Under the terms of the deal with Texas state officials, The Tribune is allowed to share the video with other written publications like itself, but Ramsey said he wasn't sure if The Tribune is allowed to share it with TV news outlets. Certainly, the major TV broadcasters would have been allowed to use snippets from the publication's broadcast. The Tribune is also allowed to post the video feed to its web site as well as to the publication's YouTube channel. "While the filibuster was going on, our YouTube channel had over 200,000 viewers," Ramsey said, adding that it was unprecedented traffic for the company.

"When it became a national story the national media wasn't in position to cover the story."

"When it became a national story the national media wasn't in position to cover the story," Ramsey said. "There was a time when there was a national story you went to the three big networks, and at another point you turned on the 24-hour news channels. Now, when you look at the media universe, when I start flipping for the places to go for news, the internet is one of the places that directs people to where the news is."

Aside from The Texas Tribune, other web users turned to Twitter, following tweets and Vine videos posted by those actually present in the galleries of the Texas Senate chamber. President Obama's social media team was savvy enough to promote the moment on his official Twitter account, and one hashtag, #StandWithWendy, quickly rose to the top of the worldwide Twitter trends.

To be clear, this is hardly the first time major TV news outlets in America have been criticized for failing to keep pace with online media in accurately covering breaking stories. CNN is mocked on a weekly, if not near-daily basis by Jon Stewart on Comedy Central's The Daily Show, for reporting on animals and other relatively insignificant ephemera when grave national stories about serious issues are transpiring. Earlier this month, in attempting to explain a precipitous drop in MSNBC's audience, the network's president Phil Griffin told The New York Times that "we're not the place for that [breaking news]. Our brand is not that." Instead, Griffin said MSNBC was focused on providing political analysis. "We are a news and information channel that focuses on politics and what’s going on in the country," he said.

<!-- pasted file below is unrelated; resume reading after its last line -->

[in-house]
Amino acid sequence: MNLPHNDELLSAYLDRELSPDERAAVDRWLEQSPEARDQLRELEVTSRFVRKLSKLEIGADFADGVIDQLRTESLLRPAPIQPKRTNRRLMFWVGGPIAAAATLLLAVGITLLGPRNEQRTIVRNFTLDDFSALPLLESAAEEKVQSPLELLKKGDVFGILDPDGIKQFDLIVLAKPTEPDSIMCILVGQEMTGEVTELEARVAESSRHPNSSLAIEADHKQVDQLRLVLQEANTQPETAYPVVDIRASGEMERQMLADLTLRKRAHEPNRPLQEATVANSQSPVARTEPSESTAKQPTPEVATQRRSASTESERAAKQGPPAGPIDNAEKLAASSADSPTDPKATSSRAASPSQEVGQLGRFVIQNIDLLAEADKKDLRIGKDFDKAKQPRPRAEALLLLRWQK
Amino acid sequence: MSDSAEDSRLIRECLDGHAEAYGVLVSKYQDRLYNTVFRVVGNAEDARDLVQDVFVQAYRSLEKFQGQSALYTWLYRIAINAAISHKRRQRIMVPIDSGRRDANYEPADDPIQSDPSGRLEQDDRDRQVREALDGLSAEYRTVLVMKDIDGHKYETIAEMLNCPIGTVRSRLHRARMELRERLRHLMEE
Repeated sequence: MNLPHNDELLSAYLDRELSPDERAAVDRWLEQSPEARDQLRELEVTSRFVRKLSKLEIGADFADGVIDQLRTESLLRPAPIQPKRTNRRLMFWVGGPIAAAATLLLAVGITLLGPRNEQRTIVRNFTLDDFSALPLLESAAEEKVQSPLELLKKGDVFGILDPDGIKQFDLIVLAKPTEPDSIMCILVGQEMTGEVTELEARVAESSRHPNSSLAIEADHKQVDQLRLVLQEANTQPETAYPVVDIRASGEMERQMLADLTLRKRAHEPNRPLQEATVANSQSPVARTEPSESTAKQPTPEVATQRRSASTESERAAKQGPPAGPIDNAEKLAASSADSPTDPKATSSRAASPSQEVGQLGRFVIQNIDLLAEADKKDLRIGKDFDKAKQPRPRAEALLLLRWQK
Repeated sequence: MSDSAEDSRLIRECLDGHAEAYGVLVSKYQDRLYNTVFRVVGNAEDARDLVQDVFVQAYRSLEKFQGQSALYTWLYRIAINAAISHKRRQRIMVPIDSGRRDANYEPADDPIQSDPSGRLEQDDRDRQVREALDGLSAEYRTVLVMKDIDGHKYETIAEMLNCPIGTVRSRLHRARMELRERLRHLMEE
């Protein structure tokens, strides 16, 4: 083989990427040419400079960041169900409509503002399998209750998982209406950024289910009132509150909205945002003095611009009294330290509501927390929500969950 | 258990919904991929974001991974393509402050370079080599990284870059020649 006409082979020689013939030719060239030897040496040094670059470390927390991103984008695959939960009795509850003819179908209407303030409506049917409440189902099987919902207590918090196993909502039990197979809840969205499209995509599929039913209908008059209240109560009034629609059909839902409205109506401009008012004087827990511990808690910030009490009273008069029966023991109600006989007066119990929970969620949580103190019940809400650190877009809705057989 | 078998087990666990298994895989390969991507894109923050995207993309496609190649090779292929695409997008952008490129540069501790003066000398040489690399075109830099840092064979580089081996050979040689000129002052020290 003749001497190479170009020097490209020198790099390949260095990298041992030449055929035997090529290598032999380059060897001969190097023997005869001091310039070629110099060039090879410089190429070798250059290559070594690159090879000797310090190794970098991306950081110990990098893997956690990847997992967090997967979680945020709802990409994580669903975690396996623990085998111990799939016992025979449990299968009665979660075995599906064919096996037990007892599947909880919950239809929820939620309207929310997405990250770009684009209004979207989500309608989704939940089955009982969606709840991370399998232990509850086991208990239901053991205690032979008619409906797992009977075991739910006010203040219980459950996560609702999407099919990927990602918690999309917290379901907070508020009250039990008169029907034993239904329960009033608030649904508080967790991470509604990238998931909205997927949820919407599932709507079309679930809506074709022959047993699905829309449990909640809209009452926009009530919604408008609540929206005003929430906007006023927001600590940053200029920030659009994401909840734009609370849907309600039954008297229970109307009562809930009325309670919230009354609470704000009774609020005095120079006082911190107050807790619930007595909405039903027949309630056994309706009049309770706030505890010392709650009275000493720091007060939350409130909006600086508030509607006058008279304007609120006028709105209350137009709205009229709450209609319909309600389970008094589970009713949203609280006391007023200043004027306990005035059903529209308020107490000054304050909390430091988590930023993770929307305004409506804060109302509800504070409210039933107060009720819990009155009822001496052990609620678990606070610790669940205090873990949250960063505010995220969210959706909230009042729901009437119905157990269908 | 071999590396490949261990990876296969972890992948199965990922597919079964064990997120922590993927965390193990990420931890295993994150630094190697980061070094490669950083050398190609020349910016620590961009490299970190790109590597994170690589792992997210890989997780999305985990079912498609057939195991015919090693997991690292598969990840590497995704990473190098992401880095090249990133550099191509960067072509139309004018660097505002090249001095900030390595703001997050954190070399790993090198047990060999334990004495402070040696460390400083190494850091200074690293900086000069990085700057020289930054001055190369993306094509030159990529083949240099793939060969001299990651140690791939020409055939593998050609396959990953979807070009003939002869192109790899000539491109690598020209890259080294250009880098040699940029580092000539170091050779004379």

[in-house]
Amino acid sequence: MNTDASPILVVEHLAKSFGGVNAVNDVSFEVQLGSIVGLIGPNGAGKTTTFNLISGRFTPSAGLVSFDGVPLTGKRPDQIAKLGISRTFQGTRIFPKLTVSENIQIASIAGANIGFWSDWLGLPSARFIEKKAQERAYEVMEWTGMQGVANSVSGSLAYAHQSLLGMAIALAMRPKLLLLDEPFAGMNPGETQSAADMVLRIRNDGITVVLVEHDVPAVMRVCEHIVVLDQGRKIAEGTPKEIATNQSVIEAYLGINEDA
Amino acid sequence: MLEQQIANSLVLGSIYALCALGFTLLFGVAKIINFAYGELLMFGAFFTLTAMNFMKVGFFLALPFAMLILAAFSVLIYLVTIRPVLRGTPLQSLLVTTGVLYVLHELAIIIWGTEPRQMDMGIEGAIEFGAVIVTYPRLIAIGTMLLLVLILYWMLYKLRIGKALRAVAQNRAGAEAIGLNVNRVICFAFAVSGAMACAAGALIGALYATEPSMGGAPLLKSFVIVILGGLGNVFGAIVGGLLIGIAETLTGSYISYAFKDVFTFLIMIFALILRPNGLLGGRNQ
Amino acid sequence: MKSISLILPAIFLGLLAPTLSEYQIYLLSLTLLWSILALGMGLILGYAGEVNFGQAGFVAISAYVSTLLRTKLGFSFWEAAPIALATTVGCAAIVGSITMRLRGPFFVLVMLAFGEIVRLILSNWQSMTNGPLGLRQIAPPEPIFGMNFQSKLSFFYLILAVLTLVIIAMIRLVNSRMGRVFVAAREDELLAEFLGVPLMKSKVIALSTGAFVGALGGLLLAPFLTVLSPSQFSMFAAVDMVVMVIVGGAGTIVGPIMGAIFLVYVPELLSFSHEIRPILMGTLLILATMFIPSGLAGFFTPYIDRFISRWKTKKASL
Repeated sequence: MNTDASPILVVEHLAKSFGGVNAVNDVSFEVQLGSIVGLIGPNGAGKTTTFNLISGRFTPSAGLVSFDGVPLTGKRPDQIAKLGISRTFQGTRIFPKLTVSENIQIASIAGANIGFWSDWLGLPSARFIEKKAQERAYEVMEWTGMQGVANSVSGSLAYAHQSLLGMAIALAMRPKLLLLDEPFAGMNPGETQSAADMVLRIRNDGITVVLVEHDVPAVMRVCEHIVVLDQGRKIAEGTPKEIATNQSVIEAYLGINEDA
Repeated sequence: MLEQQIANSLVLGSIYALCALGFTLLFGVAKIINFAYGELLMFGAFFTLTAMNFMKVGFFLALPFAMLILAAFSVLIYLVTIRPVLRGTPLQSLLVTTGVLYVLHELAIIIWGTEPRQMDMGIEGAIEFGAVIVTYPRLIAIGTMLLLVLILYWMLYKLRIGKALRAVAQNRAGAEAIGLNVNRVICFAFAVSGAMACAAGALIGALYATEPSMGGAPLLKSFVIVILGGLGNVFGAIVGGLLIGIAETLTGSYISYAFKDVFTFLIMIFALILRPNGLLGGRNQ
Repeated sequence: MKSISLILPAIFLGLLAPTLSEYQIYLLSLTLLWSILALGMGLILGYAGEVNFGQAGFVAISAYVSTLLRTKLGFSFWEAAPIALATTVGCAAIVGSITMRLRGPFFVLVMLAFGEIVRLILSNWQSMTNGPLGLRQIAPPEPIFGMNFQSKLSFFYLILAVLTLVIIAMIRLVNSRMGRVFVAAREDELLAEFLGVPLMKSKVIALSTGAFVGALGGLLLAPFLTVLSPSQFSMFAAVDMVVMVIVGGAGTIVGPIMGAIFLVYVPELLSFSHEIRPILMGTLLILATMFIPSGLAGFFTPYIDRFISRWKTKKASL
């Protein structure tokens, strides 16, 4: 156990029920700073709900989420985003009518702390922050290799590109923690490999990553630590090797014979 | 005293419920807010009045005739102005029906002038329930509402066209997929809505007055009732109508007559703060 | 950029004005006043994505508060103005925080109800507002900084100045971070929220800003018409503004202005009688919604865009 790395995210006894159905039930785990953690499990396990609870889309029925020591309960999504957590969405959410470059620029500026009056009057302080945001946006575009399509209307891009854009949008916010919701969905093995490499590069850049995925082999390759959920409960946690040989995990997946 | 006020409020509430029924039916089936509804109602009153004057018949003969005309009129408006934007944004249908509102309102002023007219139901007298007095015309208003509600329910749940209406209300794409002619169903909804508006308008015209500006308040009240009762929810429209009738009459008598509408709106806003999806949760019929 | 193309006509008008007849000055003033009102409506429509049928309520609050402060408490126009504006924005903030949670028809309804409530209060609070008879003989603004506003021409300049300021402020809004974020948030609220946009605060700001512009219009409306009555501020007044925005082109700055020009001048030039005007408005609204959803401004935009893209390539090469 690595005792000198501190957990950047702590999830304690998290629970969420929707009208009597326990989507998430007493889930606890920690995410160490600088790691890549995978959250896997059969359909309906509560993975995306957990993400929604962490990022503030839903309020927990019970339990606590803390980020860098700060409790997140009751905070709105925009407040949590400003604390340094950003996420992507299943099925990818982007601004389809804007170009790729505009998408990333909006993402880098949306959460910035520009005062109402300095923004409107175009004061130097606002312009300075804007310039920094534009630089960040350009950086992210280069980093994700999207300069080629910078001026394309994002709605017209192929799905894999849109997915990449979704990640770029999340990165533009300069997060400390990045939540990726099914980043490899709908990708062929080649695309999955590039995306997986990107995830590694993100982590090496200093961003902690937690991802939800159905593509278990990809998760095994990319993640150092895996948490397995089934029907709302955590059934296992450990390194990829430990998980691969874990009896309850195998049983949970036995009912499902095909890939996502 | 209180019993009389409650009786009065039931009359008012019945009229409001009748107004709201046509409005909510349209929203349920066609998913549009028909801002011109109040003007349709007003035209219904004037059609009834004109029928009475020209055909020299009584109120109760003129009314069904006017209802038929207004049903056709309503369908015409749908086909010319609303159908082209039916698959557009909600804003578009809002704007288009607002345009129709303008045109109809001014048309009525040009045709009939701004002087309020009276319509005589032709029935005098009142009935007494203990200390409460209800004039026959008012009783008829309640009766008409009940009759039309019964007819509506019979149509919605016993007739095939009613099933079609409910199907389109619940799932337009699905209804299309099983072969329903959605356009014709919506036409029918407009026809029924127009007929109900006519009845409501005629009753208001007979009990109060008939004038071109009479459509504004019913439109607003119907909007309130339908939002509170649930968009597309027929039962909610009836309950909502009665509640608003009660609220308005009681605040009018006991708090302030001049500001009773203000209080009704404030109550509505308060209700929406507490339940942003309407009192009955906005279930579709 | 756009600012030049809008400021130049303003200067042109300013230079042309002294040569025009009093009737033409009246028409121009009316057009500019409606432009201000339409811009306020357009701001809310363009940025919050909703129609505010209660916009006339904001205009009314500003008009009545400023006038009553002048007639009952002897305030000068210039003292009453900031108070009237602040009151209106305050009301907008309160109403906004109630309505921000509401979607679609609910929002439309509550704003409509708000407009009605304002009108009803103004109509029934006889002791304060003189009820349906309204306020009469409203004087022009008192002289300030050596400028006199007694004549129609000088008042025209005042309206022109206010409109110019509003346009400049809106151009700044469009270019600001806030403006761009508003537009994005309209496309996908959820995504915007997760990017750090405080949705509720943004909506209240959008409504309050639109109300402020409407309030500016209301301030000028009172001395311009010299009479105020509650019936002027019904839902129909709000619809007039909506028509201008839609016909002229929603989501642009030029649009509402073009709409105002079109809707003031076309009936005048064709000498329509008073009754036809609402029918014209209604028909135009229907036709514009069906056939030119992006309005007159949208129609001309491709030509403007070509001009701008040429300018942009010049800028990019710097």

"Our brand is not that."

Even the Times has been criticized this time around for its coverage of the Wendy Davis filibuster. Satirical DC blog Wonkette observed that the paper of record initially failed to actually name Davis herself at all until the 17th paragraph of its story on the fight over the bill, SB 5, which would have banned abortions after 20 weeks and required doctors performing the procedure to have admittance rights at hospitals within 30 miles of where they were performing abortions, the latter provision which would have forced most of the state's clinics to close. However, after Wonkette's critique was published, the Times updated its story to move Davis' name up to the second paragraph.

It's difficult to say right now if the networks and major newspapers have learned anything from this story, and whether they will provide live coverage of other news events sweeping social media going forward. But they will get another shot with this particular bill, as Texas Republican Governor Rick Perry today called another special session on July 1 to get it passed this time around. In the meantime, the coverage of the filibuster itself marks a clear example of social media's ability to provide viewers with accurate information in real time — however disjointed it might have been, coming as it was from multiple sources. There's nothing to prevent mass media outlets from using the same channels to keep their viewers informed, much less their far more popular TV channels and websites. The question is whether they have the will.

Additional reporting by Greg Sandoval.